Investing in Stocks


Stocks are an important part of many investment portfolios. They offer the potential for long-term growth and provide a higher return than investments like bonds. However, they also expose investors to near-term volatility. Investors can purchase stocks to make money from dividend payouts and price appreciation, or they may buy them to receive a cash flow stream through capital gains when they sell the shares at a profit.

The value of a stock depends on how much demand there is for the company’s products and services. When demand is high, the share price rises, and vice versa. A stock’s price can be influenced by many factors, including business forecasts and market conditions. The fields of fundamental and technical analysis seek to understand these factors.

A publicly-traded common stock represents a fractional ownership of a corporation. When a new company goes public, it issues stock to the general public in its initial offering (IPO). This gives shareholders the opportunity to earn a return from investing their money in the company. Investors can also use derivatives, such as options and futures, to leverage their investments or create a synthetic ownership stake in companies.

For long-term investors, stocks have a history of providing higher returns than cash alternatives, such as bank certificates of deposit or Treasury bonds. This average annual return, however, fluctuates from year to year and differs between individual industries and regions.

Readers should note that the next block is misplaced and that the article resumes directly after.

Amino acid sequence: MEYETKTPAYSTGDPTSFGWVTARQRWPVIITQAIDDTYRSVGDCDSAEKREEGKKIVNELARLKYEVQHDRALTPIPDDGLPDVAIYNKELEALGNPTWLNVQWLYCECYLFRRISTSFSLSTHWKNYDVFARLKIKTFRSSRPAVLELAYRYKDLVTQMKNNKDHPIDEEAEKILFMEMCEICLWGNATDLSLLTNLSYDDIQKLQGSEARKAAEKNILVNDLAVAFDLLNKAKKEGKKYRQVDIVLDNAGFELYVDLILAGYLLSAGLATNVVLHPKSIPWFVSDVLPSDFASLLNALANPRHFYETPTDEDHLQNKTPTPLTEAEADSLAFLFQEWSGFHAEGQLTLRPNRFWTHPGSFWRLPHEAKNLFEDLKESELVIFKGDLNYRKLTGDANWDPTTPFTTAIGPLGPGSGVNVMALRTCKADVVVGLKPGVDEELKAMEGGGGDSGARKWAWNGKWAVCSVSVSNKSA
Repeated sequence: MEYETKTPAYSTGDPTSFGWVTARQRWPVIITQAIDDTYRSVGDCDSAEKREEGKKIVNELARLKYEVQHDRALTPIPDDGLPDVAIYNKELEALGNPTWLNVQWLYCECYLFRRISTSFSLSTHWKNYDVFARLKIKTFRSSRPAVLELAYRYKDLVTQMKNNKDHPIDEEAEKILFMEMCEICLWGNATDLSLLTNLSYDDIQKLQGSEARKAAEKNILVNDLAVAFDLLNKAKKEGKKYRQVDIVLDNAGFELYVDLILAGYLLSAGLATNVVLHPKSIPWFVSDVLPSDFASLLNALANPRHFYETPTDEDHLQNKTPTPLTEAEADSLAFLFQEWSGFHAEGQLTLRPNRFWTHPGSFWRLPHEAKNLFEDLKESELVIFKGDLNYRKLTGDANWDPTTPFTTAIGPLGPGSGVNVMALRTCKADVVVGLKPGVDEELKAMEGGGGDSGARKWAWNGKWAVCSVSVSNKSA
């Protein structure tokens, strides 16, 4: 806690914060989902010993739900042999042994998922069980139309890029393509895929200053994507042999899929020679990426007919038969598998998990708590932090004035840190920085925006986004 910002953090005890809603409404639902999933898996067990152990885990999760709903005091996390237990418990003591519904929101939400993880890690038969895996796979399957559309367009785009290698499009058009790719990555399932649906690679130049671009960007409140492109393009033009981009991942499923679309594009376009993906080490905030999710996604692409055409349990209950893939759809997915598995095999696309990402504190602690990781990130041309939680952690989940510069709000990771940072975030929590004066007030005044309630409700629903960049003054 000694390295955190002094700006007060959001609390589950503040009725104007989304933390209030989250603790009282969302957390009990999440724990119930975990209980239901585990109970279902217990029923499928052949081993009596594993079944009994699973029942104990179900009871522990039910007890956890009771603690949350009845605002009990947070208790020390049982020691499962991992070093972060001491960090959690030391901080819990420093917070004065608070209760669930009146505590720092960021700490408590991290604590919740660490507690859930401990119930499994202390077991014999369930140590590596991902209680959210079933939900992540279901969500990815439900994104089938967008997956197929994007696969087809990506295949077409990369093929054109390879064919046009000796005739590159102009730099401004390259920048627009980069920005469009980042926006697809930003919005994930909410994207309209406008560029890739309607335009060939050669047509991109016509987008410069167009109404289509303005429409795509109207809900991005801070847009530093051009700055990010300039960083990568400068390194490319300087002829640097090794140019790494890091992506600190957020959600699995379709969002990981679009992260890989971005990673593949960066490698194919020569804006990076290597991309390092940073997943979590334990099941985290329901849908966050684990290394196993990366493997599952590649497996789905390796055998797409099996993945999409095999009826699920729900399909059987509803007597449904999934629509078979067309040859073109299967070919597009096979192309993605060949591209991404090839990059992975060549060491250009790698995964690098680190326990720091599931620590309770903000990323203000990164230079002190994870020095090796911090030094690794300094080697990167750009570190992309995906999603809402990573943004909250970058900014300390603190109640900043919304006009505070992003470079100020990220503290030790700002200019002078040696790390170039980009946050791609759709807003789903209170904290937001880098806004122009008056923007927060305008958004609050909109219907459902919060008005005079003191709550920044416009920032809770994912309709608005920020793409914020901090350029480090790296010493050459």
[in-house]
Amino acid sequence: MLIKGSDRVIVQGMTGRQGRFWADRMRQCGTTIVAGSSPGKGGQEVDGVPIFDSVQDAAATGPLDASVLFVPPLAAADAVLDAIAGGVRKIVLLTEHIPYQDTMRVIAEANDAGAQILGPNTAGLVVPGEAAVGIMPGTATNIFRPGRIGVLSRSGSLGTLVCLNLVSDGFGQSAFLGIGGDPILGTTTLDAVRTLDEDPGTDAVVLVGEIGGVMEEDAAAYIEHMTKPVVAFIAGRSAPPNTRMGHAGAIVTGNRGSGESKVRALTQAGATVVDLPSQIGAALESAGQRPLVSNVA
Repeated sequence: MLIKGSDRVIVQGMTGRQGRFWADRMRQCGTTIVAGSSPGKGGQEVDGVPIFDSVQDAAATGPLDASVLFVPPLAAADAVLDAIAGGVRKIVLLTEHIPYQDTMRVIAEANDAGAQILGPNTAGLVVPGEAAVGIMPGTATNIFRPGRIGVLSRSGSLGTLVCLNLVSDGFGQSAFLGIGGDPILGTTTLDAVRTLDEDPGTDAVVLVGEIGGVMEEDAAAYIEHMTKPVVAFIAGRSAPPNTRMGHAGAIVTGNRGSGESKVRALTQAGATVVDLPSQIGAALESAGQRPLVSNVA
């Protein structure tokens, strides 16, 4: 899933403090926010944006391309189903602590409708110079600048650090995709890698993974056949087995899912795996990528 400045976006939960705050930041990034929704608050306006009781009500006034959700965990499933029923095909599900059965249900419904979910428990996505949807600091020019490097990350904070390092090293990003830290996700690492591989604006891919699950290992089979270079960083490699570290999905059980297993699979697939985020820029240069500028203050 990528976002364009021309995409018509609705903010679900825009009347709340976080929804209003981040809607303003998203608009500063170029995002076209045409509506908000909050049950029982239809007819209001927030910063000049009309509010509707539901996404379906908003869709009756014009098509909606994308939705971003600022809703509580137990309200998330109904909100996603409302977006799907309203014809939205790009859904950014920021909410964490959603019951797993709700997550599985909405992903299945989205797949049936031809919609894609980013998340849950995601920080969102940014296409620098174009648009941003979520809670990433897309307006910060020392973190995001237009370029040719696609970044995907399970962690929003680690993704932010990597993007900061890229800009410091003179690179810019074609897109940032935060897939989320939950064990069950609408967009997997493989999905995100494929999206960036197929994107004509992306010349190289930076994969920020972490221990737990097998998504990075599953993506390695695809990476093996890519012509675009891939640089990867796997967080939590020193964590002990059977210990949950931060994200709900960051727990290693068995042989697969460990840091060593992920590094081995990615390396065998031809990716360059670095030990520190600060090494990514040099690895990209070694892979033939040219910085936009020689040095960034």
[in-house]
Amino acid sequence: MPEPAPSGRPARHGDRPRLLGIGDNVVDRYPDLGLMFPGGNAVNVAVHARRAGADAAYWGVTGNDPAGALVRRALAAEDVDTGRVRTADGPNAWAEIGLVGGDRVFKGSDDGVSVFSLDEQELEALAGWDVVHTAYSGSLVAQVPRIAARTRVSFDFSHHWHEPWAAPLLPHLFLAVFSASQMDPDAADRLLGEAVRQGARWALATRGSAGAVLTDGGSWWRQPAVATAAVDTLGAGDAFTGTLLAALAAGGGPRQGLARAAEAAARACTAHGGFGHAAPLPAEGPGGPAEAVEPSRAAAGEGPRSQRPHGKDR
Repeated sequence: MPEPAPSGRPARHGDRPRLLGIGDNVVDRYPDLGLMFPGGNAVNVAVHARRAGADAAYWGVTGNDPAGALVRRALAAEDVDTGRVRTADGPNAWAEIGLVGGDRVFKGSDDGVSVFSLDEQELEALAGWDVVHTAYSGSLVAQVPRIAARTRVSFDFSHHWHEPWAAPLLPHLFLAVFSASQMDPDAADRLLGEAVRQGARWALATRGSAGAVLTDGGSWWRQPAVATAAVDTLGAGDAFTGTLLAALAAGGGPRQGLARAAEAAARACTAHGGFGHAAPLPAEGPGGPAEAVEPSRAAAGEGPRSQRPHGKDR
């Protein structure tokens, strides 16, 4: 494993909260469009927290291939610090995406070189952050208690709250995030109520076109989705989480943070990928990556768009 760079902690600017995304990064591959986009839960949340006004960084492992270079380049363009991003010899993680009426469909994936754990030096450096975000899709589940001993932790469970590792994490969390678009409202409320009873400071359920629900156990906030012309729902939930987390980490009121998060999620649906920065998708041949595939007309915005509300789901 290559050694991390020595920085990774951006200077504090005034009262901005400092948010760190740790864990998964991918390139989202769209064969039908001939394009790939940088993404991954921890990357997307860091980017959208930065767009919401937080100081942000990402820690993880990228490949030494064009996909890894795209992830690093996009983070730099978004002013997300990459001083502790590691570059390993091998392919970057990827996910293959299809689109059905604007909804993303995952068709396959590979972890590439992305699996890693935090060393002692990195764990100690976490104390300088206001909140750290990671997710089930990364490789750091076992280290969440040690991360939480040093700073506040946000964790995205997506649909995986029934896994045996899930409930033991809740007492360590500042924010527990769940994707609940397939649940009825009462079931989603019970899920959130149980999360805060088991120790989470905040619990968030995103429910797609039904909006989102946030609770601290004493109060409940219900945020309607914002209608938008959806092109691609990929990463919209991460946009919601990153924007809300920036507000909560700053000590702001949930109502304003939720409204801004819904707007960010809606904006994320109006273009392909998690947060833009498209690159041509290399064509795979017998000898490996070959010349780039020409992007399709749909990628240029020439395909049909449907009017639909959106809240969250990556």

In addition to the potential for dividends and price appreciation, stocks can be a great way to diversify your portfolio. Unlike bonds, which are highly sensitive to interest rate movements, stocks tend to perform well in most economic environments. Some stocks are known as cyclical, such as manufacturing or travel companies, because their revenues can decline quickly when the economy weakens. Others are categorized as non-cyclical, such as grocery chains or consumer product manufacturers, because their sales tend to be more stable even when the economy is strong.

Investing in stocks isn’t for everyone, and it’s important to consider your own personal financial goals and tolerance for risk before making a decision. For some people, the right balance may be a mix of assets that includes both stocks and more conservative investments such as mutual funds and CDs.

To learn more about the benefits of owning stock and how it fits into your investment plan, schedule a meeting with an Edward Jones financial advisor. We can help you develop a comprehensive financial plan that helps you reach your goals.

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